Monday, September 11, 2017

OWFI 2018 BANQUET TABLE ANNOUNCEMENT

OWFI IS CELEBRATING OUR
50TH ANNIVERSARY
CELEBRATING OUR LEGACY, FORGING OUR FUTURE
May 4 &, 2018

Once again, I am happy to serve as OWFI’s Banquet Table's Reservation Chair Person.

There is a MAJOR CHANGE in TABLE RESERVATIONS this year!

All table reservations will be made ONLINE ONLY.

Reservations will open online on Nov 1, 2017.

The maximum number of tables a group or individual may reserve is a total of TWO.

We have a limited number of tables available for reservations. 

Table reservations are $20 per table, per night.

Table reservations are a fund raiser.

Tables are not reserved, or assigned, by OWFI officers for individuals or groups.

Every person registered for the banquets is guaranteed a seat.

You do not need to reserve a table to be seated at the banquet. My crew, and I, will personally assist everyone in finding a place. 

You may want to reserve a table if you have several people in your group who wish to sit together.

If you have extra seats at your reserved table, after your group has been seated, you may be asked to share those seats—at no charge to the guest.

If you know ahead of time that you will have extra seats at your reserved table, please invite speakers and new attendees to sit with your group. It's a great way to make new friends.

For questions or more info please contact vck@cox.net

Thursday, August 17, 2017

Story Structure Workshop

Aug 22, 2017 
6:00-8:00pm

I WILL BE PRESENTING
Story Building Blocks
The ABCs of Story Structure 
Workshop

AT
300 Park Avenue Oklahoma CityOK 73102

Monday, August 14, 2017

Speech to Text

I have this love-hate relationship with my speech-to-text programs.

I've tried several free programs. I bought Dragon Naturally Speaking for the computer. It's expensive, has a lot of commands, and is reasonably easy to navigate. Honestly, most of the free StT programs seem to work as well as the expensive ones.

The free speech to text provided on my phone is more accurate than the free one on my computer. The text I speak into the computer is not always the text that appears on the page.

Sometimes, I just want to shout, "Do you understand the words that are coming out of my mouth?"

Sometimes, the computer's translations of the words coming out of my mouth are more interesting.

The phone's StT program usually types exactly what I say. Unfortunately, the microphone goes off every time I pause for longer than 5 seconds.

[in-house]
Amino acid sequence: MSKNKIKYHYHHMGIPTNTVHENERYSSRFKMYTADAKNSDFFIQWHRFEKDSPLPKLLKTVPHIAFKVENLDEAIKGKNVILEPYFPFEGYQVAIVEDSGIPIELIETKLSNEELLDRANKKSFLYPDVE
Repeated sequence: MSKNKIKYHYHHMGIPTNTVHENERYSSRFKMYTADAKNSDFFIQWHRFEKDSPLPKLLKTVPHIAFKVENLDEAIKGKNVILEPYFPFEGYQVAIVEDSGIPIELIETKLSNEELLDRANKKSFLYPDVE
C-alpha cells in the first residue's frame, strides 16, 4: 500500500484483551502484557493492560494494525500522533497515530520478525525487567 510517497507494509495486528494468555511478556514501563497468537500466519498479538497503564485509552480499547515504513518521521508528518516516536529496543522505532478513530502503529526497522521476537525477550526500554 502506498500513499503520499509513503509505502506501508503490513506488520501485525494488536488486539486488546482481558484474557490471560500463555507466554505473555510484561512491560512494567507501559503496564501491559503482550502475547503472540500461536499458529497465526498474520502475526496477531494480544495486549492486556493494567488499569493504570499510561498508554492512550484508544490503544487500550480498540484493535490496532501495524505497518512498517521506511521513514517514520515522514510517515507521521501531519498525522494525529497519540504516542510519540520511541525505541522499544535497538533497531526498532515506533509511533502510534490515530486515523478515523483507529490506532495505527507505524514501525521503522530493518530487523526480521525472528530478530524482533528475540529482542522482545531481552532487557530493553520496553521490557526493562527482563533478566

The phone speech to text doesn't recognize commands for quotation marks. In fact, it doesn't recognize any commands other than punctuation and new paragraph. I can't backspace, delete, or insert words when dictating on the phone. I have to stop dictating and manually insert quotation marks, or insert them during editing.

I should not be complaining. It is better to have words to edit, than no words at all on the page. Despite all the flaws, I dictate faster than I type.

There was a time, when I didn't own a typewriter and long before I owned a computer, I wrote everything longhand, with a pen, on paper. I have a friend, L. A. Willis, who still writes first drafts longhand. She says it's more visceral. I don't need to be that primal.

The great thing about dictation is that I can do it while driving, washing dishes, or taking a walk. Of course, the casual observer might think I've lost my frelling mind when they see me talking to myself.

I picked up a good piece of advice today from Michael J Sullivan during his Keystroke Medium www.keystrokemedium.com interview. He said he wears earbuds, not attached to anything, on his walks. He doesn't dictate. He's just working the problems out, aloud. People assume he's talking on the phone or singing along with the music.

I can take that to the next level and actually dictate through the Bluetooth. If I could find the Bluetooth. Probably in the same place I lost my teeth.

If only I could figure out how to keep the microphone on when I pause to take a breath. I do need to breath. Occasionally, I need to pause and think about what I'm going to say next. I know it's hard to believe I've ever stopped to think about what I was going to say before I said it.

Pushing the mic button may eliminate the crazy lady image and maintain the illusion I am talking on the phone. At least until I start talking in different voices. My characters rarely sound alike.

It's a pain in the arse to keep pushing the button while driving. I suppose I should keep my mind on the road instead of my stories. But the truth is, I've always talked out my story problems while driving.